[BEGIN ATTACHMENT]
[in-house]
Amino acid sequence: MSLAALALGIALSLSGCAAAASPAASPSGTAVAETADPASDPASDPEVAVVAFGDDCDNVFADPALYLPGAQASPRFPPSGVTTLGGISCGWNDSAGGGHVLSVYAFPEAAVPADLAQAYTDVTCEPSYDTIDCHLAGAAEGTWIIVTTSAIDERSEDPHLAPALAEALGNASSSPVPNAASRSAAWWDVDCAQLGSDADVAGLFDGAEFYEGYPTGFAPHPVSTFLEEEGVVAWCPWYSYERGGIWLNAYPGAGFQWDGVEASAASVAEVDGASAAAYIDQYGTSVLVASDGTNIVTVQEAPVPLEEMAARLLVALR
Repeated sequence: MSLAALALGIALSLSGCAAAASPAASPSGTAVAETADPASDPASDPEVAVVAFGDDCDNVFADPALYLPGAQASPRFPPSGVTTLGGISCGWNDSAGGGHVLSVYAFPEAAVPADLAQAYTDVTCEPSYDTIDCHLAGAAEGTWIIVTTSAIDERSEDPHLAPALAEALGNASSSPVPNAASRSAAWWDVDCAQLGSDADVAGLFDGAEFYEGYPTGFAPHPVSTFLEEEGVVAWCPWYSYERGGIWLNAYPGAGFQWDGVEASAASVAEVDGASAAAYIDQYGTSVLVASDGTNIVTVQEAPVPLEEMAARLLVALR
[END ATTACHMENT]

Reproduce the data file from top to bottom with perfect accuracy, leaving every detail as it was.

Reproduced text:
[in-house]
Amino acid sequence: MSLAALALGIALSLSGCAAAASPAASPSGTAVAETADPASDPASDPEVAVVAFGDDCDNVFADPALYLPGAQASPRFPPSGVTTLGGISCGWNDSAGGGHVLSVYAFPEAAVPADLAQAYTDVTCEPSYDTIDCHLAGAAEGTWIIVTTSAIDERSEDPHLAPALAEALGNASSSPVPNAASRSAAWWDVDCAQLGSDADVAGLFDGAEFYEGYPTGFAPHPVSTFLEEEGVVAWCPWYSYERGGIWLNAYPGAGFQWDGVEASAASVAEVDGASAAAYIDQYGTSVLVASDGTNIVTVQEAPVPLEEMAARLLVALR
Repeated sequence: MSLAALALGIALSLSGCAAAASPAASPSGTAVAETADPASDPASDPEVAVVAFGDDCDNVFADPALYLPGAQASPRFPPSGVTTLGGISCGWNDSAGGGHVLSVYAFPEAAVPADLAQAYTDVTCEPSYDTIDCHLAGAAEGTWIIVTTSAIDERSEDPHLAPALAEALGNASSSPVPNAASRSAAWWDVDCAQLGSDADVAGLFDGAEFYEGYPTGFAPHPVSTFLEEEGVVAWCPWYSYERGGIWLNAYPGAGFQWDGVEASAASVAEVDGASAAAYIDQYGTSVLVASDGTNIVTVQEAPVPLEEMAARLLVALR